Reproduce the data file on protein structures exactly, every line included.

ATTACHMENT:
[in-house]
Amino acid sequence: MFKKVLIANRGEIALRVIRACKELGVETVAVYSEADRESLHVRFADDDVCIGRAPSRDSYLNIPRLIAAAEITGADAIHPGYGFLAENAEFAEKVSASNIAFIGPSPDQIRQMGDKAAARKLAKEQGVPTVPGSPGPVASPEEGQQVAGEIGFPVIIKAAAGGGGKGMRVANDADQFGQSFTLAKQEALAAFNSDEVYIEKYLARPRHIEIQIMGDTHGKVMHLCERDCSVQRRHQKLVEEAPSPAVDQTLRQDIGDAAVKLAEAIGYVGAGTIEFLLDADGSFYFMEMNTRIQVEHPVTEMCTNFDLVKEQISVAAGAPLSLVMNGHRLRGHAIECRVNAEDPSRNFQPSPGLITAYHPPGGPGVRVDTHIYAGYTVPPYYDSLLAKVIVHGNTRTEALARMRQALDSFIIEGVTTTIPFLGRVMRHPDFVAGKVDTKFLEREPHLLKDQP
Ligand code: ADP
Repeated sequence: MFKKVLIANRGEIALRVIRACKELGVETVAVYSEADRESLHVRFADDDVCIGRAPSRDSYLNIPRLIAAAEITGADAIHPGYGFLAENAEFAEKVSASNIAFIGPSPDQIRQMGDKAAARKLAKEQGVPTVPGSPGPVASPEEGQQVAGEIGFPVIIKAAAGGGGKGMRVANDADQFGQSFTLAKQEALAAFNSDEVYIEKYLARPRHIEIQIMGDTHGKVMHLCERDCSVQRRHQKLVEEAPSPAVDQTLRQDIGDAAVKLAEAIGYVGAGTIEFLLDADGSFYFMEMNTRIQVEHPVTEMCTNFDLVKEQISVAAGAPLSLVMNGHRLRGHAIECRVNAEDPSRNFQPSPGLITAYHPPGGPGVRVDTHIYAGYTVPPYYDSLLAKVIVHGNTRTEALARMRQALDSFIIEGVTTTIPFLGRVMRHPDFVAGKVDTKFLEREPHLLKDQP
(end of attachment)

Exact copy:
[in-house]
Amino acid sequence: MFKKVLIANRGEIALRVIRACKELGVETVAVYSEADRESLHVRFADDDVCIGRAPSRDSYLNIPRLIAAAEITGADAIHPGYGFLAENAEFAEKVSASNIAFIGPSPDQIRQMGDKAAARKLAKEQGVPTVPGSPGPVASPEEGQQVAGEIGFPVIIKAAAGGGGKGMRVANDADQFGQSFTLAKQEALAAFNSDEVYIEKYLARPRHIEIQIMGDTHGKVMHLCERDCSVQRRHQKLVEEAPSPAVDQTLRQDIGDAAVKLAEAIGYVGAGTIEFLLDADGSFYFMEMNTRIQVEHPVTEMCTNFDLVKEQISVAAGAPLSLVMNGHRLRGHAIECRVNAEDPSRNFQPSPGLITAYHPPGGPGVRVDTHIYAGYTVPPYYDSLLAKVIVHGNTRTEALARMRQALDSFIIEGVTTTIPFLGRVMRHPDFVAGKVDTKFLEREPHLLKDQP
Ligand code: ADP
Repeated sequence: MFKKVLIANRGEIALRVIRACKELGVETVAVYSEADRESLHVRFADDDVCIGRAPSRDSYLNIPRLIAAAEITGADAIHPGYGFLAENAEFAEKVSASNIAFIGPSPDQIRQMGDKAAARKLAKEQGVPTVPGSPGPVASPEEGQQVAGEIGFPVIIKAAAGGGGKGMRVANDADQFGQSFTLAKQEALAAFNSDEVYIEKYLARPRHIEIQIMGDTHGKVMHLCERDCSVQRRHQKLVEEAPSPAVDQTLRQDIGDAAVKLAEAIGYVGAGTIEFLLDADGSFYFMEMNTRIQVEHPVTEMCTNFDLVKEQISVAAGAPLSLVMNGHRLRGHAIECRVNAEDPSRNFQPSPGLITAYHPPGGPGVRVDTHIYAGYTVPPYYDSLLAKVIVHGNTRTEALARMRQALDSFIIEGVTTTIPFLGRVMRHPDFVAGKVDTKFLEREPHLLKDQP